MSNBC co-host Joe Scarborough said Wednesday morning that Donald Trump will "surprise a lot of people" in the upcoming presidential debate on September 26 thanks to lowered expectations.
Scarborough, a strong critic of Trump after being chummy with him during the primary season, reflected on a recent visit to Washington, D.C where he asked many people about their opinions regarding the presidential race and how they didn't think the race was a toss-up. He then said that the race is in fact tight.
"Two weeks later, it's amazing the bad run she's had, the good run he's had as far as being more disciplined than before. You know, I guess the USC tracking poll yesterday had Trump up by three points. I think what we're going to see in the coming weeks, we'll see a lot of those races tighten up," Scarborough said.
Politico co-founder Jim Vandehei agreed that the polls are definitely tightening, but he didn't think Trump could win in Virginia, Colorado, or New Hampshire, all critical swing states.
"If you take Colorado and Virginia, two states that should be swing states, there's a big gap right there. Even if it tightens, there's still an inherent advantage for Hillary Clinton. Couldn't it turn? Sure. You look at the Maine poll in the Boston Globe this morning that has Maine tied and Bloomberg shows Trump up in Ohio," Vandehei said.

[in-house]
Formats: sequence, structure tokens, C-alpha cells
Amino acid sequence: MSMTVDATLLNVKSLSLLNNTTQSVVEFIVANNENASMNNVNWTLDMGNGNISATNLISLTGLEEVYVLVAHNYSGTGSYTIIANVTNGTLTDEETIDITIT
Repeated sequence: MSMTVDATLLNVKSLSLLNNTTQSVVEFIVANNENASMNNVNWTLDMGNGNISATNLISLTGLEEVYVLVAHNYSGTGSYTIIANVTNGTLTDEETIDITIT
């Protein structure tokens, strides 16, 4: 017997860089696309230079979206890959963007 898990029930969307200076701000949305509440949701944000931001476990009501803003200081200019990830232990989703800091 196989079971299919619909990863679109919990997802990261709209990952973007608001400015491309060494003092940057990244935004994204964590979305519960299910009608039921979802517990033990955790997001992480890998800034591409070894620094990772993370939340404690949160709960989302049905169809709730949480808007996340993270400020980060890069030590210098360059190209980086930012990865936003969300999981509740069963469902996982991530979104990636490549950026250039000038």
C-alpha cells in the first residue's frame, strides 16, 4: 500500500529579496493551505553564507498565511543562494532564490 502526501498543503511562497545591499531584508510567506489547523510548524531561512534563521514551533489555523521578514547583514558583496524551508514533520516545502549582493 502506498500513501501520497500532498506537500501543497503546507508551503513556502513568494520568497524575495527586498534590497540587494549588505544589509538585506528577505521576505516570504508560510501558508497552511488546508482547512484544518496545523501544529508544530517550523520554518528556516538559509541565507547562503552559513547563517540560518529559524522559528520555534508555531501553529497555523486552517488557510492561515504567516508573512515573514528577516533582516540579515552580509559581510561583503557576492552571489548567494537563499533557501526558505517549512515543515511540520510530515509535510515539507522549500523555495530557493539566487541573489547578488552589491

Vandehei said that if he was Trump training for the debates, he would go into a barn for three weeks and train like Rocky in the movie Rocky III, but he would still bet his money on Clinton winning.
"I think he can," he said. "I think he's going to surprise a lot of people. I think expectations are low."
Referencing the Maine poll showing Trump and Clinton virtually tied, Scarborough reminded the panel that no Republican had won the state since 1988. He then discussed how Reagan was perceived as a clown by the elites in the 1980s and that people should not dismiss Trump yet.
"This is the problem. You paint Donald Trump as this crazy maniac that's going to start World War III. He goes out and looks rational for two hours. People will go—" Scarborough said.
"He's not that bad," MSNBC analyst Nicolle Wallace interjected.
Liberal columnist Mike Barnicle agreed with Scarborough.
"I think that was probably the biggest fear of the Clinton campaign, that if Donald Trump in the first debate doesn't light the stage on fire, he wins because the expectations are so low for him," he said. "If he's able to give the impression that he's a moderate, sensible, not a loud mouth, not a crazy person, because of the expectations game, he's going to do fine."
Clinton surrogate Howard Dean also agreed when it comes to the expectations game and praised Trump's teleprompter skills, but he said that there are no teleprompters in the debates and that it would be difficult for Trump to control the narrative.
"I think Hillary's got a core to her of things that she deeply believes in," he said. "She doesn't always express them as well as she could."